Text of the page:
Heaven Help Us

In Movie Reviews, Uncategorized on June 28, 2010 at 1:05 am

A strict Catholic boys’ school in Brooklyn stands as a buttress against the hedonistic temptations of the 1960s. But the Brothers of St. Basil have to work overtime to keep their latest batch of libidinous, rebellious students in line and focused on their studies. The stellar cast includes Donald Sutherland, John Heard, Andrew McCarthy, Kevin Dillon, Mary Stuart Masterson and Patrick Dempsey. Michael Dinner directs.

This was another recommendation from my dad, who knows the type of movies I like and really leads me down the right both most of the time. This was no exception.

There were several reasons I likes this film. First, it is one of those kinds of movies where not a lot happens, but you are still glued to the screen watching what actually does happen (if that makes any sense). It is a slow short hour and 40 minutes. The director crams a lot into that time without making you feel over-burdened with a lot of complex plot. Sometimes simple is the best, as it is here (and with another film I will be reviewing right after I type this review out).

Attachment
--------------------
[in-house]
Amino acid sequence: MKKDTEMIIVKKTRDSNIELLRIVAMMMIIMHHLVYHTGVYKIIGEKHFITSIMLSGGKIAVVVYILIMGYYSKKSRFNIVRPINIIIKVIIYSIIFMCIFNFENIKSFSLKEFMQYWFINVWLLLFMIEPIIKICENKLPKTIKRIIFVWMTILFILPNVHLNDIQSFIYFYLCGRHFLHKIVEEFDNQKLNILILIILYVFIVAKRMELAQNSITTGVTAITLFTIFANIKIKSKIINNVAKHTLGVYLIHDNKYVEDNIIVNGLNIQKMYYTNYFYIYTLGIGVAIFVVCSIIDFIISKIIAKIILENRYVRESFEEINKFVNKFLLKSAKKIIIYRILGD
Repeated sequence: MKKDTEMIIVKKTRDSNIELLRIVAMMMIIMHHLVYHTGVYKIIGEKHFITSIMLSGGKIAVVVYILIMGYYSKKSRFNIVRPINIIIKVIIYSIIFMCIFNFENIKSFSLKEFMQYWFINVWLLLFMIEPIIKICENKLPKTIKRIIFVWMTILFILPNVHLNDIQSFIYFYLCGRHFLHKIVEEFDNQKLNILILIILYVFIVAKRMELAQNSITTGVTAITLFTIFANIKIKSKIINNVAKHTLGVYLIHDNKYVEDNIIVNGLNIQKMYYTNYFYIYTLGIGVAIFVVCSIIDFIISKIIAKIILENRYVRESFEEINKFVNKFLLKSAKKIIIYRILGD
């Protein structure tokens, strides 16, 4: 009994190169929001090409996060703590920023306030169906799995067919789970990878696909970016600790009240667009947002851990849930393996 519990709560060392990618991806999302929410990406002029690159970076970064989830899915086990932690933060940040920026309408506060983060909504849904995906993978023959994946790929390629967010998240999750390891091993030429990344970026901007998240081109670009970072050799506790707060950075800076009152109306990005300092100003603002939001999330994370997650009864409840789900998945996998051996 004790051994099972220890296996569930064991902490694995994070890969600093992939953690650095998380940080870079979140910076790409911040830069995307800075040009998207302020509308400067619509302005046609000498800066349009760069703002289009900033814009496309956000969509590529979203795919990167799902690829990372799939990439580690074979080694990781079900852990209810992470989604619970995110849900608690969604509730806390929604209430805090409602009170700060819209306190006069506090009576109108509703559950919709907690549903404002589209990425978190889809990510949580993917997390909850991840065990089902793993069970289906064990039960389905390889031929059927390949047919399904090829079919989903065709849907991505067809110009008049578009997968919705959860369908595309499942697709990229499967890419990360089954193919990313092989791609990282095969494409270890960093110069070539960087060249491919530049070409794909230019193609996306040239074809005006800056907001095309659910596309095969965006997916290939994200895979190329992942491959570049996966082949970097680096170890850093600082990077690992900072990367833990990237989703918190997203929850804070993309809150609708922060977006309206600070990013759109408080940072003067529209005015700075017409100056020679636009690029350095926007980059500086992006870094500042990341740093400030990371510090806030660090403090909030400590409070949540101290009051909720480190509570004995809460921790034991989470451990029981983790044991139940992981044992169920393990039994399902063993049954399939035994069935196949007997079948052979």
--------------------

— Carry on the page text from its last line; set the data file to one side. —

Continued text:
Because of the time when this film was made (before all the church scandals) the creepiness which hangs over a lot of the newer Catholic school based movies is not there (Sleepers and Doubt come to mind). These are just mid-60s boys and girls getting into trouble in a much more innocent way than today’s youth.

It is fun to see actors like Dempsey and McCarthy when they are so young (and trust me, they are YOUNG here). Sutherland is used very little , but still just commands the screen when he on it.

And finally, there is John Heard. This is an actor who I have always felt was incredibly under-rated (for those of you who don’t know who he is, he is the father from Home Alone). He is sssooo good in this movie as the understanding and slightly rebellious teacher, who acts as the foil to the more strict teachers of the school.

As I said before this is a film that is not full of sex and violence. It is not some heavy arthouse type film that the snobs of filmdom will sit around and dissect. It is simply a well crafted and directed tale of youth and growing up.

4 out of 5 stars.


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